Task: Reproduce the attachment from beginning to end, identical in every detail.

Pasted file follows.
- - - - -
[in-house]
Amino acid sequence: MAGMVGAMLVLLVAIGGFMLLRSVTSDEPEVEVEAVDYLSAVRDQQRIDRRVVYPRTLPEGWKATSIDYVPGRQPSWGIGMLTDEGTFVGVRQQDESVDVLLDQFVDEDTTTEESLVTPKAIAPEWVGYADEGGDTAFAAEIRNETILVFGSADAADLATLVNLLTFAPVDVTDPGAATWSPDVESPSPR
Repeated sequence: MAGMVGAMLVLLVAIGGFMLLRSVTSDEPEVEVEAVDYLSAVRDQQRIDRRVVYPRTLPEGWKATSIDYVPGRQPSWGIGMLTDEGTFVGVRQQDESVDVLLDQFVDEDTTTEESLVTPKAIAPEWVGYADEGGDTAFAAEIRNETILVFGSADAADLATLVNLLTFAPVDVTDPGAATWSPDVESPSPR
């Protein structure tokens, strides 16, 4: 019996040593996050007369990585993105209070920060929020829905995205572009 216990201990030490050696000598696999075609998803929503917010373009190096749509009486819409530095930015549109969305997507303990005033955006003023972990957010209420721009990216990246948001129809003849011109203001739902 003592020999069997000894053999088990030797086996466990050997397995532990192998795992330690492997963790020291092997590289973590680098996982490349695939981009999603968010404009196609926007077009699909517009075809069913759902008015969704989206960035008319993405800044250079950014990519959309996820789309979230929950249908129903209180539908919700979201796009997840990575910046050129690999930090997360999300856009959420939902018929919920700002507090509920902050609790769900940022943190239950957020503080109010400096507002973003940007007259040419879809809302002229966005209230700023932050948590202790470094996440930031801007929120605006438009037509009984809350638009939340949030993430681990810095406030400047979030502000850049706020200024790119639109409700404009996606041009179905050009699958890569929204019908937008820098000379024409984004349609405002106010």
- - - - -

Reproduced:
[in-house]
Amino acid sequence: MAGMVGAMLVLLVAIGGFMLLRSVTSDEPEVEVEAVDYLSAVRDQQRIDRRVVYPRTLPEGWKATSIDYVPGRQPSWGIGMLTDEGTFVGVRQQDESVDVLLDQFVDEDTTTEESLVTPKAIAPEWVGYADEGGDTAFAAEIRNETILVFGSADAADLATLVNLLTFAPVDVTDPGAATWSPDVESPSPR
Repeated sequence: MAGMVGAMLVLLVAIGGFMLLRSVTSDEPEVEVEAVDYLSAVRDQQRIDRRVVYPRTLPEGWKATSIDYVPGRQPSWGIGMLTDEGTFVGVRQQDESVDVLLDQFVDEDTTTEESLVTPKAIAPEWVGYADEGGDTAFAAEIRNETILVFGSADAADLATLVNLLTFAPVDVTDPGAATWSPDVESPSPR
């Protein structure tokens, strides 16, 4: 019996040593996050007369990585993105209070920060929020829905995205572009 216990201990030490050696000598696999075609998803929503917010373009190096749509009486819409530095930015549109969305997507303990005033955006003023972990957010209420721009990216990246948001129809003849011109203001739902 003592020999069997000894053999088990030797086996466990050997397995532990192998795992330690492997963790020291092997590289973590680098996982490349695939981009999603968010404009196609926007077009699909517009075809069913759902008015969704989206960035008319993405800044250079950014990519959309996820789309979230929950249908129903209180539908919700979201796009997840990575910046050129690999930090997360999300856009959420939902018929919920700002507090509920902050609790769900940022943190239950957020503080109010400096507002973003940007007259040419879809809302002229966005209230700023932050948590202790470094996440930031801007929120605006438009037509009984809350638009939340949030993430681990810095406030400047979030502000850049706020200024790119639109409700404009996606041009179905050009699958890569929204019908937008820098000379024409984004349609405002106010």